Will 3D printing in space allow us to build new worlds?

http://www.pbs.org/newshour/bb/will-3d-printing-space-allow-us-build-new-worlds/

Will 3D printing in space allow us to build new worlds?

So far, space travel is limited because we have to transport everything we need using rockets. But what if we could build whatever we needed? Jason Dunn, whose company built the first 3D printer to operate in space, shares his Brief but Spectacular take on the future of self-sufficiency in space travel.

TRANSCRIPT

GWEN IFILL: Now to our weekly feature Brief But Spectacular.

Tonight, we hear from Jason Dunn of Made In Space, a company based out of Singularity University, the California-based firm responsible for making the first 3-D printer to operate out of this world.

JASON DUNN, Made In Space: I think that, in our lifetime, everybody we know will have a chance to go to space.

It’s really hard to do space exploration today, because we are dependent on bringing everything on rockets from the surface of the planet. So, what we started working on was the idea of 3-D printing in space and in fact just building the things you need wherever you need it.

Today’s version of space exploration is like a camping trip. We bring everything we need with us, and, if something goes wrong, we go back home really quick or we call home and ask for some help.

So if we want to go live on Mars one day or go back to the moon and set up a base, we need to learn how to be self-sufficient in the way we explore space.

Figuring out how to make a 3-D printer work in zero gravity was one of the most difficult parts. We got to take our 3-D printers into an aircraft that flies acrobatic maneuvers in the sky. You get a little period of weightlessness and you actually float inside of the airplane.

Everything is falling into place that we can actually send people to Mars and to the moon and to the asteroids, that we can build entirely new worlds of our own like large space stations. And that’s really the vision, is that we have the entire universe at our disposal to go out and explore.

Growing up in Florida was — for me, it was a lot about exploration. I lived on the Gulf of Mexico. I had my own boat. I spent most of my days exploring mangrove swamps and estuaries and things like that.

Space is like the ocean that I grew up sitting on the edge of, and I feel like, as humanity, we’re on this — like, the surface of the planet, which is like the shore, and we’re ready to now finally go out and see what’s out in the ocean.

My name is Jason Dunn, and this is my Brief But Spectacular take on why our future will be made in space.

References:

pbs.org

http://www.pbs.org/newshour/bb/will-3d-printing-space-allow-us-build-new-worlds/

Advertisements

3D printing is about to change the world forever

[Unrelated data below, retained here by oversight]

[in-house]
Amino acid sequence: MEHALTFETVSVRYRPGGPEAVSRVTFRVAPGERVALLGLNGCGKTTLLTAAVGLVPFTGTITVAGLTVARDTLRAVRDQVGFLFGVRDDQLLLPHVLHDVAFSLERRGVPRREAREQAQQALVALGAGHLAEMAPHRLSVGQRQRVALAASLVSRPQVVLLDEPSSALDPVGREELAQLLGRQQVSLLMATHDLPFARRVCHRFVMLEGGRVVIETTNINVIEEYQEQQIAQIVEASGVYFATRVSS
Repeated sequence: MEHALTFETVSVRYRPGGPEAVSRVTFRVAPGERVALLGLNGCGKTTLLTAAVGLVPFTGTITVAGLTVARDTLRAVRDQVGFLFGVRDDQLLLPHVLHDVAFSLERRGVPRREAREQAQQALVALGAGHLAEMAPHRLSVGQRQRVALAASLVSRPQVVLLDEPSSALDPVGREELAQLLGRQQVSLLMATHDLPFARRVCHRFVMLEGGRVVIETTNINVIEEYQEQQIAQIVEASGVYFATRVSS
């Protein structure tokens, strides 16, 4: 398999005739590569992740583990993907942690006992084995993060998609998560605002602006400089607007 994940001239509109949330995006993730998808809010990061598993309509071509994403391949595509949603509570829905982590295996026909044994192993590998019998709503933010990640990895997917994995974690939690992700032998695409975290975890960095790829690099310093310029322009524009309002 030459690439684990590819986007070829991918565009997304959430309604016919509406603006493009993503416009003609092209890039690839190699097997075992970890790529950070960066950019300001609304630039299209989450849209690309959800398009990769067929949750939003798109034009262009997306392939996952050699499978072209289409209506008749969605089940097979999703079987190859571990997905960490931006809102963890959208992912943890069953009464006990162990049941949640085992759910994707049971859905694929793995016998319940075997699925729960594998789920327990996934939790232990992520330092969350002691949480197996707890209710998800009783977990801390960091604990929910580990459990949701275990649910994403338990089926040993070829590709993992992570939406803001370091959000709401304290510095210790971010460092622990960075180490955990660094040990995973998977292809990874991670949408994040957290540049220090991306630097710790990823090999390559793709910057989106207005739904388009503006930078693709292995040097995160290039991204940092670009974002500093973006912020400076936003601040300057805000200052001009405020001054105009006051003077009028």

http://www.forbes.com/sites/ricksmith/2015/06/15/3d-printing-is-about-to-change-the-world-forever/

3D Printing Is About To Change The World Forever

I believe, along with a growing number of leaders around the world, that 3D printing will change the way things are produced more in this century than the industrial revolution did over the last 300 years.

Consider these two recent events:

A little over a year ago, a young Indonesian man named Arie Kurniawan participated in an open innovation challenge hosted by the global industrial company GE. The goal was to redesign the bracket that attaches a jet engine to an airplane wing. Arie’s design beat out over 1,000 other submissions, which was surprising to almost everyone. For one, Arie had absolutely no experience whatsoever with industrial manufacturing. None. Secondly, he had used a completely new design technique enabled by industrial 3D printing technology. But Aries’s bracket worked perfectly. It passed every one of the rigorous end use industrial tests for durability, stress and reliability.

And it weighed 83% less than the part it replaced.

At about the same time, halfway around the world, GE’s radical new fuel injection system for a jet engine first emerged from a industrial 3D metal printer. The previous system had 21 separate parts, which needed to be produced, shipped to the same location, and then assembled. The new 3D printed system had only one. It was five times stronger, and contributed to an increase in fuel efficiency of an astonishing 15%! That a savings of over $1 million dollars per year on fuel. On every single airplane that uses the new system.

Reports of these two startling events quickly spread throughout GE and beyond. While certainly no one expected these single parts to have an immediate impact on the company’s overall financial performance, the implications of these two events were disarmingly clear.

  • If 3D printing enabled individual parts to be redesigned with such massive improvements in efficiency, what possibilities existed for the companies’ other millions of parts?
  • If someone with no training in industrial production could so impact a company stocked with top engineers, what were the implications for the current global workforce?
  • If the new technology could reduce 21 component parts to one, what did this mean for the future of GE’s longstanding parts producers?
  • If these parts could now be cost effectively produced in the United States, what did this mean for the global supply chain?

Even bigger, what if these new technologies could be used to redesign not only a few parts, but an entire airplane?  Could we envision reducing the entire weight of a plane by 5%, 10%, even 20%?  An outcome like this would not simply result in a financial uplift for companies like GE—it would change the economics of an entire industry!

In fact, it would change every industry.

forbes.com

by Rick Smith | JUN 15, 2015 @ 2:05 PM